On balance, we predict that charter rates in 2019 will remain fairly flat and quite steady as a result.
Newer yachts, which were launched in the past 1-2 years, are obviously the most popular and get predominantly booked up in December-February, and they carry a 10%-15% premium on charter rates due to this popularity and demand.
Older boats can obviously get booked up early by recurring clients and those who like a specific yacht or price, features, etc… but 50-60% of older vessels pick up their charter bookings within 2 months of the start of the charter: bargain-hunting being a familiar strategy by clients in the yacht market.
Territorially, we are seeing Greek charters on the up, especially as stock is more limited in Greek and Turkish waters, careful planning and booking ensuing, by those in the know. Better and newer boats (and in greater numbers) would be welcome for Cycladic and Ionian cruising, to push up charter economics and growth in the East Med.
What do clients want? Experiences.
An over-arching opinion I am hearing consistently from industry colleagues is that clients are looking for ‘experiences’ – an intangible which everyone is now talking about in all aspects of life, consumerism and especially luxury.
So, given the aforementioned improvements in design/build/ technology/facilities on-board modern yachts, clients take the high level of comfort and luxury as a given, for the money they are spending.
The value to them comes in the form of experiences, especially a great captain and crew who can take them ‘off-grid’ to more hidden gems and exclusive places that local knowledge and experience can offer (whether this be secret beaches, islands, cruising grounds, restaurants, dive sites, fishing grounds, etc).
This also translates to more remote destinations which are gaining in popularity with yachting adventurers – Alaska, The Antarctic, Galápagos Islands, Pacific Islands… I’m hearing increased talk of interest in the Sea of Cortez/Gulf of California, which Jacques Cousteau once called “The world’s aquarium”.
Continuing on this theme – we are also seeing a big uptick in the production of Explorer and Expedition vessels, which can offer an array of optionality for the more adventurous owner, including greater cruising range, more equipment on-board (helicopters and submarines especially), access to more remote locations, facility for extra provisioning, and simply the ability to explore more remote or hostile sea conditions. Some exciting examples of recent and new-build Expedition vessels include; Sherpa from Feadship, the ground-breaking 182m REV being built by Vard, Planet Nine built by Admiral, Icon Yacht’s Project Ragnar conversion, Damen SeaXplorers series, Olivia O by Ulstein Verft, Project Icecap from Lürssen, and many more. Looking ahead, consensus from the legal and professional services arena seems to be that in the next five to seven years, the industry will undergo increases in regulation and governance.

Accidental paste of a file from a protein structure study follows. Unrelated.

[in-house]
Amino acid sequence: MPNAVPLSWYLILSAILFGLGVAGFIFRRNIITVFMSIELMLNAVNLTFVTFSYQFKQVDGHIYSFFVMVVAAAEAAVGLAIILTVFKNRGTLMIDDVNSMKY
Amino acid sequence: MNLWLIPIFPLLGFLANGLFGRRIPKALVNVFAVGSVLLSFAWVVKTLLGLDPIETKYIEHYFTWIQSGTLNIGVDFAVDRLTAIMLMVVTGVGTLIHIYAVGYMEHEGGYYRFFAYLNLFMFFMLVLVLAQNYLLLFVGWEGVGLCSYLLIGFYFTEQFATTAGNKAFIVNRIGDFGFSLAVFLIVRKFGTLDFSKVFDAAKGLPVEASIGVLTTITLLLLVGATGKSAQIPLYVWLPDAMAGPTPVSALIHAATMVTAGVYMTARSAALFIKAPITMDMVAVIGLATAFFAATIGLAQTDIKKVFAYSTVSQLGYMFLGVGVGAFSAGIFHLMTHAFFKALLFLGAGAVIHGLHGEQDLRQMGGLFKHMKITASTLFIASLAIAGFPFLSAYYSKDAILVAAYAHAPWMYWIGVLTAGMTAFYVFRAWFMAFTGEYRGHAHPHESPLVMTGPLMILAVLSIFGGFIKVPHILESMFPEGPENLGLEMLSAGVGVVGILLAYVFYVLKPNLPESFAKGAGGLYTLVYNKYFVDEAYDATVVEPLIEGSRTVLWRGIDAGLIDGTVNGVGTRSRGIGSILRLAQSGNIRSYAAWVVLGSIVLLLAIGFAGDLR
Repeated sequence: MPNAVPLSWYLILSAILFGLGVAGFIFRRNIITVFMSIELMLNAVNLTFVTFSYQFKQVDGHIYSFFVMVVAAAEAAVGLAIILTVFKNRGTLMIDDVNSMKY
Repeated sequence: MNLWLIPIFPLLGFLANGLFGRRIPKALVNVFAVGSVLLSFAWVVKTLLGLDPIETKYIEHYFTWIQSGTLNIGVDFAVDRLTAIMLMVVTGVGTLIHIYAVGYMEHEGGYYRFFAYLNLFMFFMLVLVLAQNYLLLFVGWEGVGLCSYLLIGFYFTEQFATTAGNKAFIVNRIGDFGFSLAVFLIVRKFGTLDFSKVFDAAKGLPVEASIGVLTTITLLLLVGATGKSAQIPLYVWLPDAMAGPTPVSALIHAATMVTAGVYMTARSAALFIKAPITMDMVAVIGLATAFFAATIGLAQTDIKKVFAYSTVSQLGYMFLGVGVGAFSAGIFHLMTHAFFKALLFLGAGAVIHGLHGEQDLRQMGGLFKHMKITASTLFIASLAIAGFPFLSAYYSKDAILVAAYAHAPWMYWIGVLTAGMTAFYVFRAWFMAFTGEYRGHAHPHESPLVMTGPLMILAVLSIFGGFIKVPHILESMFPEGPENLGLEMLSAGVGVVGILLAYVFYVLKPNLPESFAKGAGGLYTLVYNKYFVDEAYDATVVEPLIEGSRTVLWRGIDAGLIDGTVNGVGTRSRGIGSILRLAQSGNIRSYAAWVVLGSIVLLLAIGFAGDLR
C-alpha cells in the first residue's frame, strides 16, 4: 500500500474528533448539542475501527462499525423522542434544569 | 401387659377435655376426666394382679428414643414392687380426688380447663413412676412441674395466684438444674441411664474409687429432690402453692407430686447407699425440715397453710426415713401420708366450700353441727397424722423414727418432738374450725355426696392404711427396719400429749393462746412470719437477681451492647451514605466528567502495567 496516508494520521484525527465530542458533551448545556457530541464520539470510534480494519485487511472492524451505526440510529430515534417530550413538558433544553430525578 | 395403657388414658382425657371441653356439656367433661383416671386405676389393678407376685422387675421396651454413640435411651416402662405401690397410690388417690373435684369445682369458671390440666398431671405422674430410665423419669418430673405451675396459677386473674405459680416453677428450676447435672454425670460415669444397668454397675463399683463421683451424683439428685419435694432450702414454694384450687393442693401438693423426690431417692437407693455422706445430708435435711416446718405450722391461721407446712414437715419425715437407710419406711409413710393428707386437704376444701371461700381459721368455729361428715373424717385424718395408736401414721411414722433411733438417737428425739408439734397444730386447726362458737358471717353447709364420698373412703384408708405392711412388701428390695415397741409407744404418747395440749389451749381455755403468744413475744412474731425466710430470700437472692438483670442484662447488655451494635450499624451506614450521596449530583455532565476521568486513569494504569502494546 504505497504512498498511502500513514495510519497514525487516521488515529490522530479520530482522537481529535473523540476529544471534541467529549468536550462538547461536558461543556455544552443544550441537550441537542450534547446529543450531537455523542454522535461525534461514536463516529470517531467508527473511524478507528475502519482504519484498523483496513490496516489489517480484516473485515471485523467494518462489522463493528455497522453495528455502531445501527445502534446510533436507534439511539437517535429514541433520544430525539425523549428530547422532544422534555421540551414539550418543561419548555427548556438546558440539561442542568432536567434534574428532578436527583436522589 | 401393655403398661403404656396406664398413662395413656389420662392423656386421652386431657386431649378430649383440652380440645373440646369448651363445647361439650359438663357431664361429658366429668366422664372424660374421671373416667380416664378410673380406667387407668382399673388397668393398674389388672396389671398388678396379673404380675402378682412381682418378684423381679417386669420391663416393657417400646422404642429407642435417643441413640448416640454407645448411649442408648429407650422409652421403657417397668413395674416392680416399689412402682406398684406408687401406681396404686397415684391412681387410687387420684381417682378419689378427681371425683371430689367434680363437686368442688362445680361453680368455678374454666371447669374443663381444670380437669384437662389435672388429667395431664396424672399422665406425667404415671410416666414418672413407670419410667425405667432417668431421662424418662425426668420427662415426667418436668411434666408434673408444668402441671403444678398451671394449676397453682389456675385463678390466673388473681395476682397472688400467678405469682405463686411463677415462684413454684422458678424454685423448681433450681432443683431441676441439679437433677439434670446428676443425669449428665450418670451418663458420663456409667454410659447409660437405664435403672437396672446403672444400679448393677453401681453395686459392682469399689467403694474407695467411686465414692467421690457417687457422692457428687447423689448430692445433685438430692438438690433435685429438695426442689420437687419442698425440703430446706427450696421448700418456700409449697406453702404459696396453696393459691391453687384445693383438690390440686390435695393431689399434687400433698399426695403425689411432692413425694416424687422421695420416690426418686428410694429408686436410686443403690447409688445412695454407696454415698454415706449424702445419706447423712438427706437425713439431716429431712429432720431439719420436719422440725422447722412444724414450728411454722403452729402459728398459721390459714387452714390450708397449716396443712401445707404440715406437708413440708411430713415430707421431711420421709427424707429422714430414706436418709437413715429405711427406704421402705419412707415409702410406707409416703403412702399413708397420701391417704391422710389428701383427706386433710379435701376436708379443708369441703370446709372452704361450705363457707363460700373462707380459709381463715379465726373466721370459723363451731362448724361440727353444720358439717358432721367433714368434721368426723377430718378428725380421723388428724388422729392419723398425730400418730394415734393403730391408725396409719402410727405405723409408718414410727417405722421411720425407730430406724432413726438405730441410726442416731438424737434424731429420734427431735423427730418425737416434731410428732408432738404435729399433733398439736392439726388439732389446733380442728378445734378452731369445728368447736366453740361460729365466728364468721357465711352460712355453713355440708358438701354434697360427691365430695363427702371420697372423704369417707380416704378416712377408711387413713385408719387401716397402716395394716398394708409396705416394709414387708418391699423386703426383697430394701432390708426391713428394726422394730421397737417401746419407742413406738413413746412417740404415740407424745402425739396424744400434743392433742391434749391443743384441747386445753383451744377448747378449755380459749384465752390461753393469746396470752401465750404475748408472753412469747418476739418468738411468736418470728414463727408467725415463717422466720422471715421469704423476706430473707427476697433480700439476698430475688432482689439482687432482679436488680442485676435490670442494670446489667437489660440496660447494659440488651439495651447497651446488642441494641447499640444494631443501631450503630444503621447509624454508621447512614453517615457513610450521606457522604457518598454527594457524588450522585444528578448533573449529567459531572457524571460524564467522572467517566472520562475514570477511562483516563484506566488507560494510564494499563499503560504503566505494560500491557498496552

I believe we will see a better quality and consistency of service to owners and clients off the back of this unavoidable trend, which can only be a good thing. We all want clients and the outside word to see the yacht industry as a mature, fair, and accountable industry that carries its head held high. High-ticket items come with ‘high stakes’ scrutiny – professionalism coupled with privacy should be the goal. Wishing everyone involved in yachting a happy and exciting 2019 ahead, here’s hoping for positive growth, co-operation, and a robust year ahead!
Julian Krickl is the MD of Mercury Yachts, a boutique, independent yacht consultancy and brokerage, based in Mayfair, London – www.mercuryyachts.com
+44 7974 192270